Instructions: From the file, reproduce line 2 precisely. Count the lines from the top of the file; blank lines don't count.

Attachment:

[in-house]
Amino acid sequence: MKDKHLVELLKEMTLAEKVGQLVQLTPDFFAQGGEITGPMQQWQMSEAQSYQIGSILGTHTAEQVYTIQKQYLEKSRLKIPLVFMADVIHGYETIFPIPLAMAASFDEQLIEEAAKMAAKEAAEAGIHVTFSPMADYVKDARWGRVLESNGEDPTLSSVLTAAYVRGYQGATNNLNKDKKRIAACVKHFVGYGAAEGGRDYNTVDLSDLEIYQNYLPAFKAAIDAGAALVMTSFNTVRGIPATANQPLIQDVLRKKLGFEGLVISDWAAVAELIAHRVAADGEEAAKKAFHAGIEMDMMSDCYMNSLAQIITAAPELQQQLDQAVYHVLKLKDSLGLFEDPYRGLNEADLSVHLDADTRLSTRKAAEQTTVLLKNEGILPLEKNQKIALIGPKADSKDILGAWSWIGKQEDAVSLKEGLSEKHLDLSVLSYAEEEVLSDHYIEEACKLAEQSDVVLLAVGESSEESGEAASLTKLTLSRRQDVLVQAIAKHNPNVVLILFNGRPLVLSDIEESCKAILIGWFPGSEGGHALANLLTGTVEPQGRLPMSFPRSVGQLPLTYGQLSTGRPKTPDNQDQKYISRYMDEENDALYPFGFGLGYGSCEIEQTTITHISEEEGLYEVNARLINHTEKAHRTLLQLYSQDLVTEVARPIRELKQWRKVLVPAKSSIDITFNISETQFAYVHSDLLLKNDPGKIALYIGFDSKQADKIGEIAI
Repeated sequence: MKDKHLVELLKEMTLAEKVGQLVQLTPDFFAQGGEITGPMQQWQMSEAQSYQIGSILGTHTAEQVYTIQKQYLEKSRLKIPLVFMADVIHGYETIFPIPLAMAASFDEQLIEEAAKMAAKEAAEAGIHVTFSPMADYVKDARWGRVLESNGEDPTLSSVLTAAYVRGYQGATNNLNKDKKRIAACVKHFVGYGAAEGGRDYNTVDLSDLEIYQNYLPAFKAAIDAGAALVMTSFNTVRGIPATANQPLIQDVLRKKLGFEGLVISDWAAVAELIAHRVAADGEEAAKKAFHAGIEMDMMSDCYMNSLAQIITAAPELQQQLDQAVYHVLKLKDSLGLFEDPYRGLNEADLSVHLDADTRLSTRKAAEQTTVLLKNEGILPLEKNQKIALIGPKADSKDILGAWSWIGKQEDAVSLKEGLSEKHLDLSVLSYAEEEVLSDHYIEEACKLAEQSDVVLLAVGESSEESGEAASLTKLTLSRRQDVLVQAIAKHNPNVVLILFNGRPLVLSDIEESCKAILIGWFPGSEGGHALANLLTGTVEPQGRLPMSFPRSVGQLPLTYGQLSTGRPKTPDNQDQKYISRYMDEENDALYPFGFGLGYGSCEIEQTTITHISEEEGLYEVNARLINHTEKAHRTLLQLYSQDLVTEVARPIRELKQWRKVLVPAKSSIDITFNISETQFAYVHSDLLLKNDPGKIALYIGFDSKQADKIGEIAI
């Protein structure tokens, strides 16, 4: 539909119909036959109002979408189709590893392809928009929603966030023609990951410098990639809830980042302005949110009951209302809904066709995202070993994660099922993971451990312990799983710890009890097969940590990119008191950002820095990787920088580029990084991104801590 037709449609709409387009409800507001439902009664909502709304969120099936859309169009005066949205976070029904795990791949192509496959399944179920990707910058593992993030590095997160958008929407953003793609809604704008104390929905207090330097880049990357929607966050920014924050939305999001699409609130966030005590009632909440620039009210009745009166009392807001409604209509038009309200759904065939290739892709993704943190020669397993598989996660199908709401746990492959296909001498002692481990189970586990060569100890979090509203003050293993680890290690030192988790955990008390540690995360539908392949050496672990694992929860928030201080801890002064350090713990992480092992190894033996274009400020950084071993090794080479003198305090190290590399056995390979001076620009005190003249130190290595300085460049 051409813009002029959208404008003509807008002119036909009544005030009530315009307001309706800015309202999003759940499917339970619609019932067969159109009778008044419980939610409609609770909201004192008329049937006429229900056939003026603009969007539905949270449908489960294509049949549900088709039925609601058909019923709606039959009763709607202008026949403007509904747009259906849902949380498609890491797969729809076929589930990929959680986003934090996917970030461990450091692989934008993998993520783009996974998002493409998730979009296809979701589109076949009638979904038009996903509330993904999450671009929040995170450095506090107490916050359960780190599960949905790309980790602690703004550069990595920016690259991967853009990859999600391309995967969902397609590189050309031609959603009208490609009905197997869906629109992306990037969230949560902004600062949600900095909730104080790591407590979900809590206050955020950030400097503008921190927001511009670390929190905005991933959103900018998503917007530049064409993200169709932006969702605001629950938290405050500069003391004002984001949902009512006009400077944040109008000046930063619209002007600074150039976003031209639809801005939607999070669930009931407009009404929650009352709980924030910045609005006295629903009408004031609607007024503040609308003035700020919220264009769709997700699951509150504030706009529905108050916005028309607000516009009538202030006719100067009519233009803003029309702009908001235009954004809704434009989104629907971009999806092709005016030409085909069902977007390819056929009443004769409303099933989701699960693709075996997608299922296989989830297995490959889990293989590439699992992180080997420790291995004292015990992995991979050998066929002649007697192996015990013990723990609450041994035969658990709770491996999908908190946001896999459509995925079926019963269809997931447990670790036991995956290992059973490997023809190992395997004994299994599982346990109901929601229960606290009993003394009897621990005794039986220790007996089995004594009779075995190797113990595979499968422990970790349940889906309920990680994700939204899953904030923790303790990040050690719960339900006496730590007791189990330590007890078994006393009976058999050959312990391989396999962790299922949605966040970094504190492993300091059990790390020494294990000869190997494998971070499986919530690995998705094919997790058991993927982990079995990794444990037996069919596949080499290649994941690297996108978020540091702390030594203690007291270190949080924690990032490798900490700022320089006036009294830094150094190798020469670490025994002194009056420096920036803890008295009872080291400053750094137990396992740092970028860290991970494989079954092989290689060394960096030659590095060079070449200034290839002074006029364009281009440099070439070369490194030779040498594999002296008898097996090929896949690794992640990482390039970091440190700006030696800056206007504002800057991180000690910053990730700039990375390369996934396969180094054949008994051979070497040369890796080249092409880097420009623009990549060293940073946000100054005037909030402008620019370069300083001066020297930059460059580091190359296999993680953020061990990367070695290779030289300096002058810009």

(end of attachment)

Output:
Amino acid sequence: MKDKHLVELLKEMTLAEKVGQLVQLTPDFFAQGGEITGPMQQWQMSEAQSYQIGSILGTHTAEQVYTIQKQYLEKSRLKIPLVFMADVIHGYETIFPIPLAMAASFDEQLIEEAAKMAAKEAAEAGIHVTFSPMADYVKDARWGRVLESNGEDPTLSSVLTAAYVRGYQGATNNLNKDKKRIAACVKHFVGYGAAEGGRDYNTVDLSDLEIYQNYLPAFKAAIDAGAALVMTSFNTVRGIPATANQPLIQDVLRKKLGFEGLVISDWAAVAELIAHRVAADGEEAAKKAFHAGIEMDMMSDCYMNSLAQIITAAPELQQQLDQAVYHVLKLKDSLGLFEDPYRGLNEADLSVHLDADTRLSTRKAAEQTTVLLKNEGILPLEKNQKIALIGPKADSKDILGAWSWIGKQEDAVSLKEGLSEKHLDLSVLSYAEEEVLSDHYIEEACKLAEQSDVVLLAVGESSEESGEAASLTKLTLSRRQDVLVQAIAKHNPNVVLILFNGRPLVLSDIEESCKAILIGWFPGSEGGHALANLLTGTVEPQGRLPMSFPRSVGQLPLTYGQLSTGRPKTPDNQDQKYISRYMDEENDALYPFGFGLGYGSCEIEQTTITHISEEEGLYEVNARLINHTEKAHRTLLQLYSQDLVTEVARPIRELKQWRKVLVPAKSSIDITFNISETQFAYVHSDLLLKNDPGKIALYIGFDSKQADKIGEIAI